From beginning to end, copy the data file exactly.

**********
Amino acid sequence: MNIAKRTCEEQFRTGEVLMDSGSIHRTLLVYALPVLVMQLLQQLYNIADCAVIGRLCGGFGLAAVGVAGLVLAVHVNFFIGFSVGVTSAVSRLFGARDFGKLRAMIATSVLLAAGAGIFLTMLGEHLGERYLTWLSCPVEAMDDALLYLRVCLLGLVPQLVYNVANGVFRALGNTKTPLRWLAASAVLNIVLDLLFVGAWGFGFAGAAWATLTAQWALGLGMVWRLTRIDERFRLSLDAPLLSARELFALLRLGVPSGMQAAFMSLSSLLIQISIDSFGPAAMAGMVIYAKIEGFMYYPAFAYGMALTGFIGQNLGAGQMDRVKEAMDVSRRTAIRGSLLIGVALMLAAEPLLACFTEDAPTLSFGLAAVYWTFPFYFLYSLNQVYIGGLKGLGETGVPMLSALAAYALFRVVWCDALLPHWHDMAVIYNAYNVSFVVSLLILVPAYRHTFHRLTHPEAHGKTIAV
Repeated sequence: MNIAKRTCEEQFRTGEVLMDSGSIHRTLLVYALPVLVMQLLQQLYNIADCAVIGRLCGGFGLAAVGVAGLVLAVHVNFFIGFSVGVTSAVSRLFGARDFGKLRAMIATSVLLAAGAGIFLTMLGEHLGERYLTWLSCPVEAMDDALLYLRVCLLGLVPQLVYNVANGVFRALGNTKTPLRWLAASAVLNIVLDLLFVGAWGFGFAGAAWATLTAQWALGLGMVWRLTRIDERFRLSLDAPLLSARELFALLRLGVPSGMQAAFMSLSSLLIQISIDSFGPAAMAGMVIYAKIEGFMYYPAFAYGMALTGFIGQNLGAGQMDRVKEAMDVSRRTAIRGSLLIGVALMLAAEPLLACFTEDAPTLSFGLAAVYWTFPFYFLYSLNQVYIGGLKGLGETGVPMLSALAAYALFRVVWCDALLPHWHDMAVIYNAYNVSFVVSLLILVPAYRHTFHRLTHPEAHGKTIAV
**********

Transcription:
Amino acid sequence: MNIAKRTCEEQFRTGEVLMDSGSIHRTLLVYALPVLVMQLLQQLYNIADCAVIGRLCGGFGLAAVGVAGLVLAVHVNFFIGFSVGVTSAVSRLFGARDFGKLRAMIATSVLLAAGAGIFLTMLGEHLGERYLTWLSCPVEAMDDALLYLRVCLLGLVPQLVYNVANGVFRALGNTKTPLRWLAASAVLNIVLDLLFVGAWGFGFAGAAWATLTAQWALGLGMVWRLTRIDERFRLSLDAPLLSARELFALLRLGVPSGMQAAFMSLSSLLIQISIDSFGPAAMAGMVIYAKIEGFMYYPAFAYGMALTGFIGQNLGAGQMDRVKEAMDVSRRTAIRGSLLIGVALMLAAEPLLACFTEDAPTLSFGLAAVYWTFPFYFLYSLNQVYIGGLKGLGETGVPMLSALAAYALFRVVWCDALLPHWHDMAVIYNAYNVSFVVSLLILVPAYRHTFHRLTHPEAHGKTIAV
Repeated sequence: MNIAKRTCEEQFRTGEVLMDSGSIHRTLLVYALPVLVMQLLQQLYNIADCAVIGRLCGGFGLAAVGVAGLVLAVHVNFFIGFSVGVTSAVSRLFGARDFGKLRAMIATSVLLAAGAGIFLTMLGEHLGERYLTWLSCPVEAMDDALLYLRVCLLGLVPQLVYNVANGVFRALGNTKTPLRWLAASAVLNIVLDLLFVGAWGFGFAGAAWATLTAQWALGLGMVWRLTRIDERFRLSLDAPLLSARELFALLRLGVPSGMQAAFMSLSSLLIQISIDSFGPAAMAGMVIYAKIEGFMYYPAFAYGMALTGFIGQNLGAGQMDRVKEAMDVSRRTAIRGSLLIGVALMLAAEPLLACFTEDAPTLSFGLAAVYWTFPFYFLYSLNQVYIGGLKGLGETGVPMLSALAAYALFRVVWCDALLPHWHDMAVIYNAYNVSFVVSLLILVPAYRHTFHRLTHPEAHGKTIAV